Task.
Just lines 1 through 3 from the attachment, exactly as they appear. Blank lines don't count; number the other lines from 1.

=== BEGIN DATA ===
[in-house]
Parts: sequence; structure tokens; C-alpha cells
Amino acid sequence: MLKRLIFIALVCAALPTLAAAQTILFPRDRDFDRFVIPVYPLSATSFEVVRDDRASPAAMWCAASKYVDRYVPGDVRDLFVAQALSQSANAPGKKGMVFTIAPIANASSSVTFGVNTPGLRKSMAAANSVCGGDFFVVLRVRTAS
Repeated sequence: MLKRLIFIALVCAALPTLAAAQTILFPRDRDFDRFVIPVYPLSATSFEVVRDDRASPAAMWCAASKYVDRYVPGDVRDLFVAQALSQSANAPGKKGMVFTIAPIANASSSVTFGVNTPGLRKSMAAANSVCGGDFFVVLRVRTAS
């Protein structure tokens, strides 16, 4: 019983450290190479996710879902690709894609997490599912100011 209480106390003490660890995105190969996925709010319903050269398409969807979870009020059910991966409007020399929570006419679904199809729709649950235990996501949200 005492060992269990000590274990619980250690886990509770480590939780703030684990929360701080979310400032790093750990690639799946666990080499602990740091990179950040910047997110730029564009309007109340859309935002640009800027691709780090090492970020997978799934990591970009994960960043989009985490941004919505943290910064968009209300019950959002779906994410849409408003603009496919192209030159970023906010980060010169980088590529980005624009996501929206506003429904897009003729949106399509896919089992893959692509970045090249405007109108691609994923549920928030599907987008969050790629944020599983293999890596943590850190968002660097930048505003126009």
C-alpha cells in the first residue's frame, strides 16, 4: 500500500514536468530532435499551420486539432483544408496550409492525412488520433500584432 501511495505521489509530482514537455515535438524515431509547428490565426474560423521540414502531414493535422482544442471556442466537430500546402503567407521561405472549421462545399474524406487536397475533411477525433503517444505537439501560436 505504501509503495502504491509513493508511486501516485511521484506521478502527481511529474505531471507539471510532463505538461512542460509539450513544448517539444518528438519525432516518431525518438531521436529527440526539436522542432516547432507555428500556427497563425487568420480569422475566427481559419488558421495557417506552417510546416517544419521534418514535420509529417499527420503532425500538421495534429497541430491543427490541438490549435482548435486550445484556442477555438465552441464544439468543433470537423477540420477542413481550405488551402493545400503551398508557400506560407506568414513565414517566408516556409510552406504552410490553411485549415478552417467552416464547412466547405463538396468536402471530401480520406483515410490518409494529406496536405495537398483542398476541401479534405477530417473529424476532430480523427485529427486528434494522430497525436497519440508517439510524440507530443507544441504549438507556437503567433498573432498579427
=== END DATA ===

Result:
[in-house]
Parts: sequence; structure tokens; C-alpha cells
Amino acid sequence: MLKRLIFIALVCAALPTLAAAQTILFPRDRDFDRFVIPVYPLSATSFEVVRDDRASPAAMWCAASKYVDRYVPGDVRDLFVAQALSQSANAPGKKGMVFTIAPIANASSSVTFGVNTPGLRKSMAAANSVCGGDFFVVLRVRTAS